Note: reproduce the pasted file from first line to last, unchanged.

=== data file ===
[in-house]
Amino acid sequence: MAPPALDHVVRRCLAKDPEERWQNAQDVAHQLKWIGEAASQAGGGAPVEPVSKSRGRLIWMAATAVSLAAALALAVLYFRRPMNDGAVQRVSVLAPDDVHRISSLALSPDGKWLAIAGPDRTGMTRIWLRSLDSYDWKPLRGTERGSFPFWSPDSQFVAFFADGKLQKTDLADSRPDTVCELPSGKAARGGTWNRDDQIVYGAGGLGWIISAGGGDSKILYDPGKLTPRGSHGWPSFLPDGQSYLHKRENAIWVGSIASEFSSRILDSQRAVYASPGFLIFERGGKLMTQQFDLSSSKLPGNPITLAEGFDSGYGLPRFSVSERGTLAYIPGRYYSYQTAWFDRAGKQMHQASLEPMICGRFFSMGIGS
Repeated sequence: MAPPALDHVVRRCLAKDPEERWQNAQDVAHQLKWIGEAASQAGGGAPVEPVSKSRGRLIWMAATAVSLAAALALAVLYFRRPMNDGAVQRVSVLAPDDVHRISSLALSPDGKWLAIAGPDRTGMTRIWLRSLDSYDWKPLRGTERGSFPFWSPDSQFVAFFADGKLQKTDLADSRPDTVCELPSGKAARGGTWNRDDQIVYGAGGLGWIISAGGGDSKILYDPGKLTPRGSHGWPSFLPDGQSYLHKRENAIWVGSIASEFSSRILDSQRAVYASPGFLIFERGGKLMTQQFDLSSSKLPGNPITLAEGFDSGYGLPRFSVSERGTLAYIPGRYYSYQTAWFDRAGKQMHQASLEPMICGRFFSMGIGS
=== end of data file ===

[in-house]
Amino acid sequence: MAPPALDHVVRRCLAKDPEERWQNAQDVAHQLKWIGEAASQAGGGAPVEPVSKSRGRLIWMAATAVSLAAALALAVLYFRRPMNDGAVQRVSVLAPDDVHRISSLALSPDGKWLAIAGPDRTGMTRIWLRSLDSYDWKPLRGTERGSFPFWSPDSQFVAFFADGKLQKTDLADSRPDTVCELPSGKAARGGTWNRDDQIVYGAGGLGWIISAGGGDSKILYDPGKLTPRGSHGWPSFLPDGQSYLHKRENAIWVGSIASEFSSRILDSQRAVYASPGFLIFERGGKLMTQQFDLSSSKLPGNPITLAEGFDSGYGLPRFSVSERGTLAYIPGRYYSYQTAWFDRAGKQMHQASLEPMICGRFFSMGIGS
Repeated sequence: MAPPALDHVVRRCLAKDPEERWQNAQDVAHQLKWIGEAASQAGGGAPVEPVSKSRGRLIWMAATAVSLAAALALAVLYFRRPMNDGAVQRVSVLAPDDVHRISSLALSPDGKWLAIAGPDRTGMTRIWLRSLDSYDWKPLRGTERGSFPFWSPDSQFVAFFADGKLQKTDLADSRPDTVCELPSGKAARGGTWNRDDQIVYGAGGLGWIISAGGGDSKILYDPGKLTPRGSHGWPSFLPDGQSYLHKRENAIWVGSIASEFSSRILDSQRAVYASPGFLIFERGGKLMTQQFDLSSSKLPGNPITLAEGFDSGYGLPRFSVSERGTLAYIPGRYYSYQTAWFDRAGKQMHQASLEPMICGRFFSMGIGS